Villa Real School

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About Villa Real School

Name Villa Real School
Ofsted Inspections
Headteacher Mrs Jill Bowe
Address Villa Real Road, Consett, DH8 6BH
Phone Number 01207503651
Phase Special
Type Community special school
Age Range 2-19
Religious Character Does not apply
Gender Mixed
Number of Pupils 124
Local Authority County Durham
Highlights from Latest Inspection

What is it like to attend this school?

Leaders and staff have extremely high aspirations for all pupils and the school is on the journey to being outstanding.

Pupils are given many opportunities to be the best that they can be. Leaders and staff strongly support pupils to develop, communicate, learn and be active members of society. Leaders and staff know their pupils and care passionately about them.

They have an in-depth knowledge of the needs of each pupil. Pupils say they love school and they love learning.

Pupils behave well.

Classrooms are calm. Pupils' independence is promoted through all activities, supported by a highly skilled staff team. Pupils say they are not worried about bu...llying.

Any unkind behaviour is rare, but pupils understand that adults will help if it does occur.

All pupils are given a voice and take an active part in their learning. Support from staff is carried out with dignity and respect.

Pupils work hard and achieve well. Leaders are constantly reviewing and developing how the curriculum is delivered to meet the changing needs of pupils. Staff make sure that pupils have the right support so they can be ready for life in the wider world.

What does the school do well and what does it need to do better?

Leaders, staff and governors are ambitious for all pupils to achieve their potential. Leaders have thought carefully about what they want pupils to learn as they move through the school. Teachers understand pupils' specific special educational needs and/or disabilities (SEND) in depth.

They use pupils' education, health and care (EHC) plans well to plan each pupils' learning. Support workers in each classroom have specialist skills to support pupils' learning. Staff training is strong and it is clear that it is beginning to lead to improvements in the curriculum.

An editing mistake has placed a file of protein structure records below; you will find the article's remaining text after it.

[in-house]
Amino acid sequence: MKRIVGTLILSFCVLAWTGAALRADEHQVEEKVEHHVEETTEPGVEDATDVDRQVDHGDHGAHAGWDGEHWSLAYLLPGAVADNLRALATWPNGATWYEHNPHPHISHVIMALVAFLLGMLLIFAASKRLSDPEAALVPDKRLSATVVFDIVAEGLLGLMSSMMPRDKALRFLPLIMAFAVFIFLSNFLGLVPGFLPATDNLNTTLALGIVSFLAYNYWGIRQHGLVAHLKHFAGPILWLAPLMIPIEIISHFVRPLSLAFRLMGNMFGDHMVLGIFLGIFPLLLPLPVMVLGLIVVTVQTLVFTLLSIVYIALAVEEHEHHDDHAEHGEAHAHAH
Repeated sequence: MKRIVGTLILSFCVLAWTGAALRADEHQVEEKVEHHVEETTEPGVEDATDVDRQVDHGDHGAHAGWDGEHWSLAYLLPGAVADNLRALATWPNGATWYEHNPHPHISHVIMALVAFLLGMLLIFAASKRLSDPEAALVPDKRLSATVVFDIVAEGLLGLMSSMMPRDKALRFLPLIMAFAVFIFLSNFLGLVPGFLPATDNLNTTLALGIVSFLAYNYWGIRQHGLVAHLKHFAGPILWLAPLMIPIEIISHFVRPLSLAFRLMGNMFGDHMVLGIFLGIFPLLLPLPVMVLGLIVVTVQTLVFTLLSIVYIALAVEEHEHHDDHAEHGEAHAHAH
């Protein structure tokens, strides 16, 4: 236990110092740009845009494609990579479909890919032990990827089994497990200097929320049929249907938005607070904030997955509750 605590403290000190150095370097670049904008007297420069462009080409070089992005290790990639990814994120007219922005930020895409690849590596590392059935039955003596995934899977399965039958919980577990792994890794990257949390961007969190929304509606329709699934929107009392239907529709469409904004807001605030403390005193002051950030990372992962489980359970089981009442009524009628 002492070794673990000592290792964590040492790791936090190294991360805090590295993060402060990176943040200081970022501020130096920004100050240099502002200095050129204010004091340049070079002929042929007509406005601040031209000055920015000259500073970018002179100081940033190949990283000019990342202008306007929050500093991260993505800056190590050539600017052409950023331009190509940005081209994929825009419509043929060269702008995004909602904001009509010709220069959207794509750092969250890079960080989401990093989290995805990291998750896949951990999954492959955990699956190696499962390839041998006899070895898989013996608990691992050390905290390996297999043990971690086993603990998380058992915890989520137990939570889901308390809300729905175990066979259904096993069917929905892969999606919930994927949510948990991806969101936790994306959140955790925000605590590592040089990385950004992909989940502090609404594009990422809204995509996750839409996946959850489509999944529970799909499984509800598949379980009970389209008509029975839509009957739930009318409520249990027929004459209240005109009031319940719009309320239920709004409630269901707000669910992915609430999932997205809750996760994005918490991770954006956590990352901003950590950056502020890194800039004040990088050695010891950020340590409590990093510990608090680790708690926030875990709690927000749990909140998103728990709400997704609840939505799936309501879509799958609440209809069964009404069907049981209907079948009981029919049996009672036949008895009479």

This is not yet consistently in place across all subjects. It is apparent that there is scope for further improvement in developing pupils' comprehension skills and opportunities to write across the curriculum.

Leaders want all pupils to be able to communicate and be ready to learn.

As soon as pupils join the school, they are supported to develop their communication skills in a variety of ways. These include eye-gaze technology and signing, which enable pupils to access the curriculum and prepare for life after school.

Leaders continue to amend and develop the curriculum.

Pupils enjoy a range of activities to develop their attention and listening skills.

Staff prioritise the teaching of reading. Pupils who are able, learn to read.

All pupils develop their love of reading by experiencing a variety of stories. These stories are carefully chosen to excite and educate pupils. Staff explain difficult concepts well, using a wide variety of resources.

For example, they use a bird's nest to help pupils understand what Mr Twit's beard was like. This helps pupils develop a clear understanding of what they are reading. Few pupils say they read at home and those who do choose books at a lower level than they are exposed to at school.

Teachers manage pupils' behaviour well. Pupils are highly respectful to their friends, teachers and visitors to the school.

Leaders work hard to make sure pupils attend school as much as they can, and they are working with external agencies to foster more positive attitudes towards school attendance for identified pupils.